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Does your child have Dyslexia, or a learning difficlulty and finds spelling and reading difficult? TTRS is a structured phonics program that aims to develop literacy skills, confidence, self­-esteem and motivation through a modular course. It is available both for home and school environments, and may be a way to enhance and improve your child's learning, whilst giving them the skills to touch type.

For more information click HERE

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IOY December 2015 The December issue of 'Impacting on You' produced by Portsmouth Parent Voice is now available and includes lots of useful information. 

Please click on the link below to view:

pdfIOY_December_2015.pdf

 

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childcare-affordability-trapsocialmedia 499x635While many parents with disabled children juggle jobs with complex care arrangements against the odds, too often they are forced to cut hours or give up careers due to childcare problems.

Although there is a noticeable political focus on childcare more generally, the issue of childcare for disabled children remains neglected. 

Contact A Family are asking you to help them improve the Childcare Bill by writing to you MP.

Contact a Family want

  • Disabled children to be able to access childcare that helps them to progress, learn and make friends, and enables their mums and dads to work as much as they want.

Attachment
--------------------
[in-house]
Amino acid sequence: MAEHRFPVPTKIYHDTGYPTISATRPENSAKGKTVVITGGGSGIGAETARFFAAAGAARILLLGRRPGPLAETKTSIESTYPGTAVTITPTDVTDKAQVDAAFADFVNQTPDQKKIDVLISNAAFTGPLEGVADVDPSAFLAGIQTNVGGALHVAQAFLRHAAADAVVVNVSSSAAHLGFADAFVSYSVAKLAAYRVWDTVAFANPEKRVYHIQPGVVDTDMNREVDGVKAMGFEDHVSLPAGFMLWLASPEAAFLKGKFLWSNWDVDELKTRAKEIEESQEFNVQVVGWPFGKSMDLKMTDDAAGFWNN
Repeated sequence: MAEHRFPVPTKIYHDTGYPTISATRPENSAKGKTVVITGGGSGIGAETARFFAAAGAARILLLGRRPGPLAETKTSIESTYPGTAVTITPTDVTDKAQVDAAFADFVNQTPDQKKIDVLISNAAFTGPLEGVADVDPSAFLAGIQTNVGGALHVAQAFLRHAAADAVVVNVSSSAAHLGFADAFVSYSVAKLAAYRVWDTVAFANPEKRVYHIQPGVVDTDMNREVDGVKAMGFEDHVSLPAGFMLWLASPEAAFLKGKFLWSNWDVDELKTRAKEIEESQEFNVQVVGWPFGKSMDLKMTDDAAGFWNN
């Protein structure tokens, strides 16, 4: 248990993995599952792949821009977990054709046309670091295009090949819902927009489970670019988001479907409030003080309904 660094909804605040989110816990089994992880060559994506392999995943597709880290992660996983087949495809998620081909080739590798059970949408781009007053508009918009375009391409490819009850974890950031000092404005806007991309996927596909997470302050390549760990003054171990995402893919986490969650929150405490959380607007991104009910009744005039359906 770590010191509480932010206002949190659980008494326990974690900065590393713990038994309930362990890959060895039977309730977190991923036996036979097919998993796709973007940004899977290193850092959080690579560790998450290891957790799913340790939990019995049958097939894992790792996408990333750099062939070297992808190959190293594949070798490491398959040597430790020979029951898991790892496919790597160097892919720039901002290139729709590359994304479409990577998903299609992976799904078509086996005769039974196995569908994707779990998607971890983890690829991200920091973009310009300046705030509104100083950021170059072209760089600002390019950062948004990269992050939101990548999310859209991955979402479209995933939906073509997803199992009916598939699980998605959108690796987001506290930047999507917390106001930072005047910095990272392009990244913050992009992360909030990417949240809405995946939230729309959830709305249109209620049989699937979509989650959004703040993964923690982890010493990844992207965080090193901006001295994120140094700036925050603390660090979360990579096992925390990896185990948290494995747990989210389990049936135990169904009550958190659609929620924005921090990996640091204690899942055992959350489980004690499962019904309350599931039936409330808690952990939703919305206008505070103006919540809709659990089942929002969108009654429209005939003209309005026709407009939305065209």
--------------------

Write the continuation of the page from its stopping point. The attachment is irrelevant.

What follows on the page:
• The cap on eligible childcare costs for disabled children via tax credits and Universal Credit to be lifted to £300.
  • No disabled child to be stopped from accessing their free early years entitlement at two, three and four years of age.
  • Childcare providers and local authorities to work together to offer good quality, flexible childcare for every disabled child.
  • Information to enable families to make choices about the childcare available to them locally that meets their individual needs.


To find out more about their campaign and how you can write to your MP please visit their web site:

http://www.cafamily.org.uk/get-involved/campaigning/childcare/

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Are you thinking about buying a gift for a child or young person with sight loss this Christmas but aren’t sure what makes a suitable present? Blind Children UK has created handy guide with lots of ideas to help get you started:

Babies and Toddlers 

Babies with an eye condition may need encouragement to reach, to explore and to understand the world around them. You may want to think about:

  • Moving parts that are fun to wiggle, switch, pull or press.
  • Sound – bells on socks, crackly fabric, rattles, musical tunes.
  • Texture – different fabrics, dimpled or squeezy toys.
  • Bright contrasting colours or black and white contrast. 
  • Tactile books and audio books.